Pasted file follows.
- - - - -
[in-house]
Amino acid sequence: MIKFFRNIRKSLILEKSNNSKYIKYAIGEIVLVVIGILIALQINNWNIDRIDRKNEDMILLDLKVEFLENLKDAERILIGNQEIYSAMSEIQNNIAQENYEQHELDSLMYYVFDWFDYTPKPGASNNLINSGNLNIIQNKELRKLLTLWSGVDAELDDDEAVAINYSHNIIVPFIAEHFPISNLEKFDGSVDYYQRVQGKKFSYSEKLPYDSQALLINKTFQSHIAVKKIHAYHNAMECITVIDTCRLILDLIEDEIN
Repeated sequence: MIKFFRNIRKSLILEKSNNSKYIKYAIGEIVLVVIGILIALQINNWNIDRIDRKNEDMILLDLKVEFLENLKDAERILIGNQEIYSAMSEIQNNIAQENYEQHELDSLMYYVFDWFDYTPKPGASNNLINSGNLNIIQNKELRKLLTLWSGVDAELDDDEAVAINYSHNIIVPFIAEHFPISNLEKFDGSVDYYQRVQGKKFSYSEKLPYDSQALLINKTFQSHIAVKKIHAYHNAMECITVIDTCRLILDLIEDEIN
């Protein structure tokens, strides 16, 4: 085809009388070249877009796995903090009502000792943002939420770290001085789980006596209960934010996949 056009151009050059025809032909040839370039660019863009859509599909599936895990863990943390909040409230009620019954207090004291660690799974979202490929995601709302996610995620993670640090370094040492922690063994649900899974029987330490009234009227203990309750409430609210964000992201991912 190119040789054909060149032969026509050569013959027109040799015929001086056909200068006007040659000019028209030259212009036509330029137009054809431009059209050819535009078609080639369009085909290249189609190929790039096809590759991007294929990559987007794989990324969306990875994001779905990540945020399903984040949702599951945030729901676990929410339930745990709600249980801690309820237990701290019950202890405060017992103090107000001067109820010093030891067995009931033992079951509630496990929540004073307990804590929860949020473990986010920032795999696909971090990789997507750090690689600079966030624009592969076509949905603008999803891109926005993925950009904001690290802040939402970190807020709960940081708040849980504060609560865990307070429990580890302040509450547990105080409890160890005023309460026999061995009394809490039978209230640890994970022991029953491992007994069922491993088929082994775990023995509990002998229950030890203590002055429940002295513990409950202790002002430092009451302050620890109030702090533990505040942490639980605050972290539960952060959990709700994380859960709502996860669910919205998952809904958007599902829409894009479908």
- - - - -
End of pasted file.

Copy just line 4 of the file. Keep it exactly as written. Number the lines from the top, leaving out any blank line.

């Protein structure tokens, strides 16, 4: 085809009388070249877009796995903090009502000792943002939420770290001085789980006596209960934010996949 056009151009050059025809032909040839370039660019863009859509599909599936895990863990943390909040409230009620019954207090004291660690799974979202490929995601709302996610995620993670640090370094040492922690063994649900899974029987330490009234009227203990309750409430609210964000992201991912 190119040789054909060149032969026509050569013959027109040799015929001086056909200068006007040659000019028209030259212009036509330029137009054809431009059209050819535009078609080639369009085909290249189609190929790039096809590759991007294929990559987007794989990324969306990875994001779905990540945020399903984040949702599951945030729901676990929410339930745990709600249980801690309820237990701290019950202890405060017992103090107000001067109820010093030891067995009931033992079951509630496990929540004073307990804590929860949020473990986010920032795999696909971090990789997507750090690689600079966030624009592969076509949905603008999803891109926005993925950009904001690290802040939402970190807020709960940081708040849980504060609560865990307070429990580890302040509450547990105080409890160890005023309460026999061995009394809490039978209230640890994970022991029953491992007994069922491993088929082994775990023995509990002998229950030890203590002055429940002295513990409950202790002002430092009451302050620890109030702090533990505040942490639980605050972290539960952060959990709700994380859960709502996860669910919205998952809904958007599902829409894009479908």